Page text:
Like arepas, patacones are among the most common side dishes in Colombian cuisine. They’re flattened discs of double-fried unripe plantains that are often served alongside larger Colombian meals. And like arepas, it’s also common to see them sold as street food.
Pictured below is a patacon topped with chicharron (fried pork belly) and a block of white cheese. This was filling enough, but if you’re really hungry, then you can order a patacon con todo. As its name suggests, it’s topped with a whole mess of ingredients like shoestring potatoes, sausages, chicharron, shredded chicken, cheese, and a fried egg.
15. Hormigas Culonas
This next Colombian street food is reserved for the more daring. Hormigas culonas literally means “big-assed ants”. It’s the perfect way of describing this species of large leaf-cutter ant (Atta laevigata) that’s been consumed by the Guane indigenous people of Santander Department for hundreds of years.
Hormigas culonas are harvested for about nine weeks during the rainy season. Based on what I’ve read, only the queens are harvested, presumably because only they have the large abdomens which make them suitable for consumption.
Not surprisingly, these large-bottomed ants are viewed as aphrodisiacs and have been traditionally given as wedding gifts.
These ants are huge! At first glance, they look too big to be ants.
Hormigas culonas can either be toasted or fried. I don’t remember which one we got but one was more expensive than the other. I think we may have gotten the toasted version.
Like cocteles, I was surprised by how good these ants were. I was expecting them to be tasteless but they were anything but. Hormigas culonas are shockingly tasty. They’re crunchy, nutty, almost chocolatey. They’re said to be highly nutritious too and make for a great snack with cold beer. Very addictive!
If you aren’t squeamish with your food choices, then I highly recommend picking up a pack of hormigas culonas. It’s definitely one of the more unique street foods you’ll find in Colombia.
16. Perros Calientes
There are hot dogs, and then there are Colombian hot dogs. Called perros calientes (literally, “hot dogs”), these local versions are among the most beloved Colombian street foods in Medellin, and probably unlike any hot dog you’ve ever seen.
What makes perros calientes different from their American counterparts are the toppings. Instead of the standard ketchup, mustard, and pickle relish, perros calientes are topped with a boatload of less conventional ingredients like ceviche, crab, shrimp in coconut sauce, refried beans, arugula, crushed potato chips, and shoestring potatoes.
After a night of partying in Medellin, nothing can satisfy your drunken cravings more than a perro caliente.
17. Mango Biche
There’s no shortage of tropical fruits in Colombia. Walk around the streets of Cartagena or Medellin and you’ll find lots of vendors selling fresh fruits like passion fruit, lulo, guava, and soursop. On our Bogota food tour, we even got to try some really exotic fruits that I unfortunately don’t remember the names of!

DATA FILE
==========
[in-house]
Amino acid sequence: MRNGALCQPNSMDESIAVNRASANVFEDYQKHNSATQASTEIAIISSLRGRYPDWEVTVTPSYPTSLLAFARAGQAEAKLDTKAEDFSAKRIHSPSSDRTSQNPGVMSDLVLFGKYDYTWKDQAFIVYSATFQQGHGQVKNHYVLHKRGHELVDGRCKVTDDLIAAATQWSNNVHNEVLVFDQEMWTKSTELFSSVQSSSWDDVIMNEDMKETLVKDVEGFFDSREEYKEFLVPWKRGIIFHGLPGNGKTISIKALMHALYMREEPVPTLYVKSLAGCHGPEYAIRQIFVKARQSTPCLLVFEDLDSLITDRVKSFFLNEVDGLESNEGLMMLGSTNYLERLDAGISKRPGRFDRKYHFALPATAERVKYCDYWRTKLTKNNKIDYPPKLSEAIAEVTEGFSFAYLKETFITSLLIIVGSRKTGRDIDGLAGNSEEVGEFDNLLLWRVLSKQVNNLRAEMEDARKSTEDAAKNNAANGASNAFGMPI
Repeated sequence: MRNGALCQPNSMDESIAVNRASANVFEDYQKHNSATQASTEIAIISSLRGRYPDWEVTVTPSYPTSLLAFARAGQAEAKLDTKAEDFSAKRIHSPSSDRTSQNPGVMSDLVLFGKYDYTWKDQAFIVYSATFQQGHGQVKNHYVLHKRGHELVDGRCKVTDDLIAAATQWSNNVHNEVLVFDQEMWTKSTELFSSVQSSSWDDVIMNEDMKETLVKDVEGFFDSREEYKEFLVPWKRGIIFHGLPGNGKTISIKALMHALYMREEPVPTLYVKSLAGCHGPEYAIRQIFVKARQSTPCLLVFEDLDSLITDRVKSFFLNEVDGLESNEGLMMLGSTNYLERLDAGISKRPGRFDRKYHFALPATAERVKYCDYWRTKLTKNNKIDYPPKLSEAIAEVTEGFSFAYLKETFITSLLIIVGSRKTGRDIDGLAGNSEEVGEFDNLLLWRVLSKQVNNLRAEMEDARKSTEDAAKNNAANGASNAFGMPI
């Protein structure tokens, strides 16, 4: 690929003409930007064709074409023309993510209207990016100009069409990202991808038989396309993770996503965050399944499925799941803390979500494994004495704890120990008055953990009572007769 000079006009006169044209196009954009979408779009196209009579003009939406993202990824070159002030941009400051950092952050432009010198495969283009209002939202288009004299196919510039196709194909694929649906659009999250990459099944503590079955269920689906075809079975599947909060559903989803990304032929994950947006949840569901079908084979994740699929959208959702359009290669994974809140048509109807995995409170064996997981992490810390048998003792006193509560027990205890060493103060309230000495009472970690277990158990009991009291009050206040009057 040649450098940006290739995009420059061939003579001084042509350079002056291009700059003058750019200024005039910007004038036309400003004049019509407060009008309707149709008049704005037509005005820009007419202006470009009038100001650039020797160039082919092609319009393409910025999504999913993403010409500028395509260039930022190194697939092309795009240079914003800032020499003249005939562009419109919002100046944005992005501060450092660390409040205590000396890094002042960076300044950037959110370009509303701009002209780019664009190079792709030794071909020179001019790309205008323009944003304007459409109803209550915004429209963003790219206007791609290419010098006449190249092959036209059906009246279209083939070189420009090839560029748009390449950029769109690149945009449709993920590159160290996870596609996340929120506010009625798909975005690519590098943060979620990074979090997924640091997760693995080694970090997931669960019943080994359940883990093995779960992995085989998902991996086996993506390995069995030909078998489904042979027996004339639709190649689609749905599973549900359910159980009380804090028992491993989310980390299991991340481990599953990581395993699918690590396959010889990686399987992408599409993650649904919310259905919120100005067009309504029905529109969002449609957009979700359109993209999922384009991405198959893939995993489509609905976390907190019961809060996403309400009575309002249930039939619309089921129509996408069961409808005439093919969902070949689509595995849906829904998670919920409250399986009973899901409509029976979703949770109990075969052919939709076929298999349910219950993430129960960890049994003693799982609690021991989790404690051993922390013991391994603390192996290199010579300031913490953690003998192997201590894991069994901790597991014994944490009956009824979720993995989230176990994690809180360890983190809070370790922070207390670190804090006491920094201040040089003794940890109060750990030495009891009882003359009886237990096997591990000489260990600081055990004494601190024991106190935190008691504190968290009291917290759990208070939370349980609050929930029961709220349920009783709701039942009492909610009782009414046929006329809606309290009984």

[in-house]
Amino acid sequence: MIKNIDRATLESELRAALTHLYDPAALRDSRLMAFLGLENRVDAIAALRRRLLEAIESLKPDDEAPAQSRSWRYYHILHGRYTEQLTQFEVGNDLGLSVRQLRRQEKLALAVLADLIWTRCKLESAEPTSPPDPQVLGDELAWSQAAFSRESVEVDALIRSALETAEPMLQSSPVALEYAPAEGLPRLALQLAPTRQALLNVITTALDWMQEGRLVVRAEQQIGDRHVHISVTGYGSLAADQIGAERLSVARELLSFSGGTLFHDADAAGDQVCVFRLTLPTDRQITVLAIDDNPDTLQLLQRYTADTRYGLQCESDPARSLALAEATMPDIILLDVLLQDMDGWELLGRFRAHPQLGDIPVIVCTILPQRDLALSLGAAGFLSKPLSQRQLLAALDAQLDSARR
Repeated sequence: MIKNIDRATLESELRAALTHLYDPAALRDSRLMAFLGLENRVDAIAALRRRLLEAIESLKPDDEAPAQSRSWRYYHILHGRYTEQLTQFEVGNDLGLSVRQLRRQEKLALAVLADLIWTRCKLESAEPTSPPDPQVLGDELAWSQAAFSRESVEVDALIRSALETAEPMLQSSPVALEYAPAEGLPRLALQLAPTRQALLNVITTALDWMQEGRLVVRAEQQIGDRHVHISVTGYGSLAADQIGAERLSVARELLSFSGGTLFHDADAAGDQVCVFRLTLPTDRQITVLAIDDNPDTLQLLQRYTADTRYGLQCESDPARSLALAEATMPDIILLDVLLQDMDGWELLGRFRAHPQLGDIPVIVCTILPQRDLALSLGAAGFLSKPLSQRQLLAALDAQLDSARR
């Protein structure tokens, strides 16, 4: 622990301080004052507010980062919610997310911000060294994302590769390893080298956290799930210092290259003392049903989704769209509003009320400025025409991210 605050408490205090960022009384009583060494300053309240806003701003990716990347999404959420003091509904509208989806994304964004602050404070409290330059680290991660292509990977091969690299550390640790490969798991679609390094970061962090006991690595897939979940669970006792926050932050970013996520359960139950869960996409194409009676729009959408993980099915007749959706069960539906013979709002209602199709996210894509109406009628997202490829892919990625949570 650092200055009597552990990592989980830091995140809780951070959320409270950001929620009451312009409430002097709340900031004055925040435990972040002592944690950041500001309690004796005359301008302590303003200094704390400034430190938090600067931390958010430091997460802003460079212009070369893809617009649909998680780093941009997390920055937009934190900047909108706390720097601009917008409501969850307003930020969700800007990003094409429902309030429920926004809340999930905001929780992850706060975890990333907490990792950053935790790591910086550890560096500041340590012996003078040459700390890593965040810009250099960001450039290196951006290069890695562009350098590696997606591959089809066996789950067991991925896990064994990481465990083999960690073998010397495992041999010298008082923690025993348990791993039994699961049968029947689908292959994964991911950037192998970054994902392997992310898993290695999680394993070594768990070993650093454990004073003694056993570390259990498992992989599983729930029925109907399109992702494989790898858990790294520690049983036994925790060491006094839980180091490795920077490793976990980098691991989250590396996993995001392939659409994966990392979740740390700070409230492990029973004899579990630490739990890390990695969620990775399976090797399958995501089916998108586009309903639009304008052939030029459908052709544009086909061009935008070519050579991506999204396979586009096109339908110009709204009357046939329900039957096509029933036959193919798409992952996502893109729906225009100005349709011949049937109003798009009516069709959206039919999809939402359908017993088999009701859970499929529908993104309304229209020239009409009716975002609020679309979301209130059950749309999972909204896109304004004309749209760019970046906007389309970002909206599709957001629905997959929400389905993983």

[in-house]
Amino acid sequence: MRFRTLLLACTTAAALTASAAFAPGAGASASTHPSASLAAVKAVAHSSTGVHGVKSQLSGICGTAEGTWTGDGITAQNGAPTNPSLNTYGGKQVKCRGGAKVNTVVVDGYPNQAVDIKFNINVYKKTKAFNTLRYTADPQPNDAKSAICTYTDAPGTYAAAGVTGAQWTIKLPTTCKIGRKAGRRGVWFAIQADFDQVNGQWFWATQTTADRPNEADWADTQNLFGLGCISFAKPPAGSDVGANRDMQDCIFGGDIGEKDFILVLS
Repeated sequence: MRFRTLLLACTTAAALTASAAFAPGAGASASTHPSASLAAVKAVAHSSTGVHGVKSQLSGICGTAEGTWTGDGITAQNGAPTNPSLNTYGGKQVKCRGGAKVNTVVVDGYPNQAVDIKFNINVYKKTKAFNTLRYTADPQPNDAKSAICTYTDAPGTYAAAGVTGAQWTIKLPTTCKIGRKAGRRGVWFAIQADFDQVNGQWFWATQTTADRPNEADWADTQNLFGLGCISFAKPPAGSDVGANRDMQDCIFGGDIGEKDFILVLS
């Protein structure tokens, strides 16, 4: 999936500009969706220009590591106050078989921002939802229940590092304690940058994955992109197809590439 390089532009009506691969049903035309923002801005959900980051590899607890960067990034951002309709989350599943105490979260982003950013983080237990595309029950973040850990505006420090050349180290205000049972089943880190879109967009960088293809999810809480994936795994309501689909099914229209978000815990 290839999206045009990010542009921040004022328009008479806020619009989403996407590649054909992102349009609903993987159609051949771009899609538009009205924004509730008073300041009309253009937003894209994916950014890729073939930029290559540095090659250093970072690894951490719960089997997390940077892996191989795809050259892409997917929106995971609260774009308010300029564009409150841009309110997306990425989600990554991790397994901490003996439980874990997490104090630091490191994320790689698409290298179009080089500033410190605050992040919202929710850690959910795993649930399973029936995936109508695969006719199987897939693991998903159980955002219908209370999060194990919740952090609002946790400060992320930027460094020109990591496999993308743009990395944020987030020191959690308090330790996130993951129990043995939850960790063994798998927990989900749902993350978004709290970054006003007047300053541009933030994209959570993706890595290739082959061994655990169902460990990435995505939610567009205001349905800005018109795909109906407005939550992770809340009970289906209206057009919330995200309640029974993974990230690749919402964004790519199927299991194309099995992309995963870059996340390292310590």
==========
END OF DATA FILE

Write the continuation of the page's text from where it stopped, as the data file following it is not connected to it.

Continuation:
Some street vendors can turn them into fresh fruit juice but I prefer eating them sliced into chunks. My favorite is definitely mango biche. A popular street food in Cartagena, it refers to slivers of fresh green mango dressed with lime juice and salt.
If you like all things sweet and sour, then you’ll surely enjoy mango biche.
This traditional candy made with shredded coconut and sugar was one of my favorite street foods in Colombia. It exists in many variations and flavors not just in Colombia, but throughout Central and South America. We even have something very similar in our native Philippines called bukayo.
Of all the cities we visited in Colombia, cocada was most popular in Cartagena. You’ll find a row of street vendors at Plaza de los Coches selling different types of dulces tipicos (typical sweets), one of the most popular being cocada.
I bought one at least once a day everyday while we were there and it brought me back to my childhood every time.
If cocada were my favorite Colombian candy, then bocadillo would be a close second. Consumed in many Latin American countries like Colombia, Venezuela, Costa Rica, and Panama, it’s made with guava pulp and panela (unrefined cane sugar) that’s been condensed into a bite-sized snack.
In Colombia, bocadillo is often paired with salty white cheese. The version pictured below has been combined with arequipe to make a delicious and highly addictive Colombian treat.
20. Brevas con Arequipe
Interesting dishes like brevas con arequipe are precisely why we enjoy going on food tours – you learn about obscure local dishes and drinks that you wouldn’t have known about otherwise.